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tv   Bloomberg Daybreak Europe  Bloomberg  July 20, 2022 1:00am-2:00am EDT

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>> this is bloomberg daybreak
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europe. these are the stories that set your agenda. a sea of green. stock and futures climb after the s&p 500 has its best day in three weeks. netflix surges after the market does better than expected. d-day for draghi. the prime minister faces lawmakers with the future of the government and the balance. we are live from rome. energy maneuvers. gas exports resume from nord stream as the eu plans a voluntary 15% cut in demand. we are getting breaking news on earnings, starting with asml, the maker of chip equipment. third quarter net sales, the estimate has been downgraded or at least is lower than estimated. 5.1 billion euros at the low end to five point 4 billion at the
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high-end, nearly one billion under the estimate. the estimate was 6.5 billion. the issue, gross margin estimate is off. the estimate was 53.5%, at the high end they see 50 percent. it is all about supply chain snarls and costs. other chipmakers like tsmc, micron morning about demand. -- warning about demand. part of the reason sales will look weaker for asml, they were able to beat net sales on the second quarter but the gross margin was a slight mist, 49 point five. the estimate, that was the estimate and the actual margin was 49.1. other earnings coming in, volvo cars, the second quarter revenue is amiss. the estimate was 74, 45 billion krona, came in at 71.
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second-quarter retail sales declined 27%, operating income as well. that looks stronger. a pretty large be down there margin which is rare for companies struggling with costs. ebit margin, had been 70 -- 7.2% area they warned about their china sales so perhaps that is part of the reason for the myths. i know there is a lot here but this is the paint maker saying second-quarter results are impacted by lockdowns in china. they did have a miss for the second-quarter adjusted operating income. a lot of corporations, a lot of moving parts, overall costs are in focus. that is what i will be speaking about with executives from akzonobel and volvo cars. a lot to digest for this market. let's dive into it because we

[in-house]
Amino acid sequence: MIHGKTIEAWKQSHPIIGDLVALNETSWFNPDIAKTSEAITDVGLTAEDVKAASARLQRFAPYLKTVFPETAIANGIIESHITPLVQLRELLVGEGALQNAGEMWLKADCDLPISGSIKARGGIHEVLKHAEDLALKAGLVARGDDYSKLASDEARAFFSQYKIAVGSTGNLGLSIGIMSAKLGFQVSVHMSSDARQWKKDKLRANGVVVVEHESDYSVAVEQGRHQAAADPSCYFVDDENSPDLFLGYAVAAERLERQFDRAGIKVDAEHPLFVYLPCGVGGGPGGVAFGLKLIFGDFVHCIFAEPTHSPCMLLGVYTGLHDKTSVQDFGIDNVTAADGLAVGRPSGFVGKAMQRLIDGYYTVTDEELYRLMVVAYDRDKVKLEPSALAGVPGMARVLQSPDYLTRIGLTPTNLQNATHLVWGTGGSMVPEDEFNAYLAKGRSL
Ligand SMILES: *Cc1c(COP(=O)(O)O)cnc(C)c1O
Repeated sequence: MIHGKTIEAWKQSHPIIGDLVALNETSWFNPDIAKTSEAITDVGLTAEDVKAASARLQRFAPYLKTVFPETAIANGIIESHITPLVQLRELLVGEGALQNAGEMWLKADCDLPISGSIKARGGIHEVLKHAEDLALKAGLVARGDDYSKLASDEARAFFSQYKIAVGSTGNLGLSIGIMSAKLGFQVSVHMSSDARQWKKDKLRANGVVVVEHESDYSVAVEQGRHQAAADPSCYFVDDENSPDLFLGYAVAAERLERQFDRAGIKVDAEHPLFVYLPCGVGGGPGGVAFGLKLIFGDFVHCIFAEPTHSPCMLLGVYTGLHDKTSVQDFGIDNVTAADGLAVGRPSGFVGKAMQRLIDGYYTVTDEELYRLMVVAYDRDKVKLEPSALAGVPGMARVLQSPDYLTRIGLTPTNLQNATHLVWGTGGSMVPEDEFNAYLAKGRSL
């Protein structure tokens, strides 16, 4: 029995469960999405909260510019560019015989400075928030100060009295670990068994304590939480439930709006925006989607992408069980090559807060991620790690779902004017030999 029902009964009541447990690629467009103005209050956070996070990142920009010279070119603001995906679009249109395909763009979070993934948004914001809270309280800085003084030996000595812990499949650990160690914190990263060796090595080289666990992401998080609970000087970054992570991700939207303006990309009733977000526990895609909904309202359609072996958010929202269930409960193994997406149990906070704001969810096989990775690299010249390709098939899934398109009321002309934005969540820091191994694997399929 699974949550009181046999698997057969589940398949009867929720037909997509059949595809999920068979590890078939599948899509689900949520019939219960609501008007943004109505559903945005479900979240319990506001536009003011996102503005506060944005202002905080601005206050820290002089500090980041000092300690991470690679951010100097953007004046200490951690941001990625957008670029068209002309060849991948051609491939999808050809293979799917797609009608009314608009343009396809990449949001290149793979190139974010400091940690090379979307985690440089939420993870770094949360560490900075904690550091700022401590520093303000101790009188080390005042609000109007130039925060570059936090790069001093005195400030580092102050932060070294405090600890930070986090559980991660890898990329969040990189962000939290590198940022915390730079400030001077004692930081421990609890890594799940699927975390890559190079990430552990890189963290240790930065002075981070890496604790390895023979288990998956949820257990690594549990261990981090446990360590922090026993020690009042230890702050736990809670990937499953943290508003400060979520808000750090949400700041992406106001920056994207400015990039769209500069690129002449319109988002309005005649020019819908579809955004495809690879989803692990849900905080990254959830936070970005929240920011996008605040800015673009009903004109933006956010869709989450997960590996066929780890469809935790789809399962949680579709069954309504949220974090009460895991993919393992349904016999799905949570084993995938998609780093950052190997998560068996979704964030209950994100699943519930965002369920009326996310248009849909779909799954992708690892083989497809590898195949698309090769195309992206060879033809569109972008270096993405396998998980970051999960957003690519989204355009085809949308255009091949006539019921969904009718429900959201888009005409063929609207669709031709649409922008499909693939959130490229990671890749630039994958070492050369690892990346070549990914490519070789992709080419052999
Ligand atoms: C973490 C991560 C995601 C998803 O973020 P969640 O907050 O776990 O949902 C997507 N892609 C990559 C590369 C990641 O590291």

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are looking at stocks that have rallied again. i have a little volvo car preview. stock continuing to rally in futures, the biggest gain in s&p 500 stock cash market. a gain of 0.5%, u.s. 10 year yields unchanged. we got selling and treasuries moving away from havens, moving away from the dollar, above 3%. euro-dollar and sterling getting bids this morning, both central banks, people telling bloomberg ecb might go 50 basis points. that was out yesterday morning. the bark at -- the market is split on whether it will do that or stick with 25. u.k. inflation data comes later. i want to pause on yesterday's session in the u.s. because it was massive, 90 8% of stocks in
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the s&p 500 rallied yesterday. we had the report from bank of america said we reached full capitulation. perhaps investors feel they missed the dip and they are rushing in. the gain in the s&p 500. twitter had a strong day, able to get the trial date set against elon musk for what they wanted. it will be a sped up trial. it will be more about the merger agreement itself versus fact-finding about bots, which is what elon musk wanted. twitter rally in the most 3%. ibm's biggest decline since october 2021. earnings hit hard by the dollar and the loss of sales in russia. those stories coming together to create a toxic mix. netflix post market, they lost subscribers but it wasn't as bad as expected, about half as bad as people assumed it would be. they talked about restoring growth, putting ads on the platform.
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those shares, up nearly 8%. there is a look at european and u.s. markets. juliette saly is in singapore. she has an update on asian markets. >> we are writing on the back of optimism from wall street. the expectations, have we seen the worst of the equity route? we have been asking that to guests on asian programming and most say perhaps we have. that is driving regional stocks along with the weaker dollar. the ms ci having its best day in a month. the focus is on hang seng tech players after wall street journal's report that perhaps didi will be hit with a fine and that could wrap up the probe into the company and signal an end to the tech crackdown. netflix numbers, a lot of korean drama studios up by 5%. a stronger yen ahead of the boj decision tomorrow where they are